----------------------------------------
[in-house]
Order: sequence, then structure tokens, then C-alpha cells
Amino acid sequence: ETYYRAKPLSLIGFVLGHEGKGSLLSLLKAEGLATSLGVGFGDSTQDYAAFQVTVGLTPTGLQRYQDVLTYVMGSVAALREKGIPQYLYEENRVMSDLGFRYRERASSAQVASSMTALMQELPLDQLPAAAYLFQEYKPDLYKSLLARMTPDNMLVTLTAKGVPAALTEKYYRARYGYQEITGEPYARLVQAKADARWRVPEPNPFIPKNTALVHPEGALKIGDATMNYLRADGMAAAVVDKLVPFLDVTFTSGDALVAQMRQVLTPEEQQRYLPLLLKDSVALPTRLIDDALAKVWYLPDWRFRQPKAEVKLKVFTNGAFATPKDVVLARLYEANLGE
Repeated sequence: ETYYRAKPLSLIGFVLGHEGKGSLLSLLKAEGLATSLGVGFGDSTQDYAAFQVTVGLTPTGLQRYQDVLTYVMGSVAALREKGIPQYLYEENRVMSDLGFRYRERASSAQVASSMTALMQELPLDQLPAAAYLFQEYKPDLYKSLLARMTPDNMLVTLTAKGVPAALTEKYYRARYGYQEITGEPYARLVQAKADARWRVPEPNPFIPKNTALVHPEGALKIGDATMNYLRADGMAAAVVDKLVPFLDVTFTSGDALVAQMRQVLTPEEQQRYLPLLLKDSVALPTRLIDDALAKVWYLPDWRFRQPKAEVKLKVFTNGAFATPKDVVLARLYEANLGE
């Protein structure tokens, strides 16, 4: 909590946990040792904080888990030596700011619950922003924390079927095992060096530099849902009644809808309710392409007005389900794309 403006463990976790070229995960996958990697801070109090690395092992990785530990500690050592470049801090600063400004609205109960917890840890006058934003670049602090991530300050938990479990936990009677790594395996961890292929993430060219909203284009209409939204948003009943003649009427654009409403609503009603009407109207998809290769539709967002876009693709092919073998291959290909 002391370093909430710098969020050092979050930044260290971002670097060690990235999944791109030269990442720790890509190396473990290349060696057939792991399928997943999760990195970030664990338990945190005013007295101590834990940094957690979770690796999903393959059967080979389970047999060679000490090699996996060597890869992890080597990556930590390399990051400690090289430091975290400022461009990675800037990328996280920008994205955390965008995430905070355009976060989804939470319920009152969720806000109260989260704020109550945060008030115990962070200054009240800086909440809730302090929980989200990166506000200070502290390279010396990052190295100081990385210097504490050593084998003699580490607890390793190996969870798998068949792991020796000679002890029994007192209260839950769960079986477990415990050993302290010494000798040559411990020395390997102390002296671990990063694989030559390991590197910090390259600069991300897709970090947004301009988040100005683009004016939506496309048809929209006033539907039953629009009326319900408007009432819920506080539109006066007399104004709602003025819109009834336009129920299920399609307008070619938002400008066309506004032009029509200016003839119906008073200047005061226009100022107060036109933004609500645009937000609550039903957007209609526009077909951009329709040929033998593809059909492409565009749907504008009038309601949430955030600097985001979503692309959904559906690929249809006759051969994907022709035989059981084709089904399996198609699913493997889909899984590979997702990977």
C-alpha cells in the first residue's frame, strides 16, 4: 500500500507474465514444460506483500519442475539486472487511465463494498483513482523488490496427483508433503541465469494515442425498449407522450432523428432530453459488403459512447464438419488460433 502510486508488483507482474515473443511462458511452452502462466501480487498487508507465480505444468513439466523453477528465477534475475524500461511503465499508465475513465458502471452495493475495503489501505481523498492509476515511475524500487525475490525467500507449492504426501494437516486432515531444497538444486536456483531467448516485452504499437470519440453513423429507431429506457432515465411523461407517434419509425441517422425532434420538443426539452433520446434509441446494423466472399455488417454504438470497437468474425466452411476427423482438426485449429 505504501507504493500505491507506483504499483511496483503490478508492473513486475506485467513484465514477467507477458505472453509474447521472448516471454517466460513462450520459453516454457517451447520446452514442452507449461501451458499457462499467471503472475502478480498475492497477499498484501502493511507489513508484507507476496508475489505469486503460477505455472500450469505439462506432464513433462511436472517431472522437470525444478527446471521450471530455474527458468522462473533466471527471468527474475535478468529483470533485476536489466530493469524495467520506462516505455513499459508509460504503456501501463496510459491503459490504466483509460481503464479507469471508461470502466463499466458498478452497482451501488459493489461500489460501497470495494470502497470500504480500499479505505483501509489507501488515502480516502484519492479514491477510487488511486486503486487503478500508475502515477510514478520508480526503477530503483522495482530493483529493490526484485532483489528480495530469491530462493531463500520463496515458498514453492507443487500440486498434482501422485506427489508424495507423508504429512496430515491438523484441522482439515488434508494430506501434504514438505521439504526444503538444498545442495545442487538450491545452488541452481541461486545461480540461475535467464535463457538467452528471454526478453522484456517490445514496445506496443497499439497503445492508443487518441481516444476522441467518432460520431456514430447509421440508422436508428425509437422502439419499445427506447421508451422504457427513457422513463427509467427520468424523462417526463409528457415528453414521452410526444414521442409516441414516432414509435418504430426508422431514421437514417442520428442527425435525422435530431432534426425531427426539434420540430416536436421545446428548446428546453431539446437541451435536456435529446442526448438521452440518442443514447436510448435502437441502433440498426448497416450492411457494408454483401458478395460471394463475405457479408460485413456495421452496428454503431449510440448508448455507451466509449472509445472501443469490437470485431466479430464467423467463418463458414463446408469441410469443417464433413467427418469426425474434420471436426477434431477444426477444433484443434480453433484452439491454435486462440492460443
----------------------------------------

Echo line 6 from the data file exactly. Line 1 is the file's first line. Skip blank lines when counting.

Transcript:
C-alpha cells in the first residue's frame, strides 16, 4: 500500500507474465514444460506483500519442475539486472487511465463494498483513482523488490496427483508433503541465469494515442425498449407522450432523428432530453459488403459512447464438419488460433 502510486508488483507482474515473443511462458511452452502462466501480487498487508507465480505444468513439466523453477528465477534475475524500461511503465499508465475513465458502471452495493475495503489501505481523498492509476515511475524500487525475490525467500507449492504426501494437516486432515531444497538444486536456483531467448516485452504499437470519440453513423429507431429506457432515465411523461407517434419509425441517422425532434420538443426539452433520446434509441446494423466472399455488417454504438470497437468474425466452411476427423482438426485449429 505504501507504493500505491507506483504499483511496483503490478508492473513486475506485467513484465514477467507477458505472453509474447521472448516471454517466460513462450520459453516454457517451447520446452514442452507449461501451458499457462499467471503472475502478480498475492497477499498484501502493511507489513508484507507476496508475489505469486503460477505455472500450469505439462506432464513433462511436472517431472522437470525444478527446471521450471530455474527458468522462473533466471527471468527474475535478468529483470533485476536489466530493469524495467520506462516505455513499459508509460504503456501501463496510459491503459490504466483509460481503464479507469471508461470502466463499466458498478452497482451501488459493489461500489460501497470495494470502497470500504480500499479505505483501509489507501488515502480516502484519492479514491477510487488511486486503486487503478500508475502515477510514478520508480526503477530503483522495482530493483529493490526484485532483489528480495530469491530462493531463500520463496515458498514453492507443487500440486498434482501422485506427489508424495507423508504429512496430515491438523484441522482439515488434508494430506501434504514438505521439504526444503538444498545442495545442487538450491545452488541452481541461486545461480540461475535467464535463457538467452528471454526478453522484456517490445514496445506496443497499439497503445492508443487518441481516444476522441467518432460520431456514430447509421440508422436508428425509437422502439419499445427506447421508451422504457427513457422513463427509467427520468424523462417526463409528457415528453414521452410526444414521442409516441414516432414509435418504430426508422431514421437514417442520428442527425435525422435530431432534426425531427426539434420540430416536436421545446428548446428546453431539446437541451435536456435529446442526448438521452440518442443514447436510448435502437441502433440498426448497416450492411457494408454483401458478395460471394463475405457479408460485413456495421452496428454503431449510440448508448455507451466509449472509445472501443469490437470485431466479430464467423467463418463458414463446408469441410469443417464433413467427418469426425474434420471436426477434431477444426477444433484443434480453433484452439491454435486462440492460443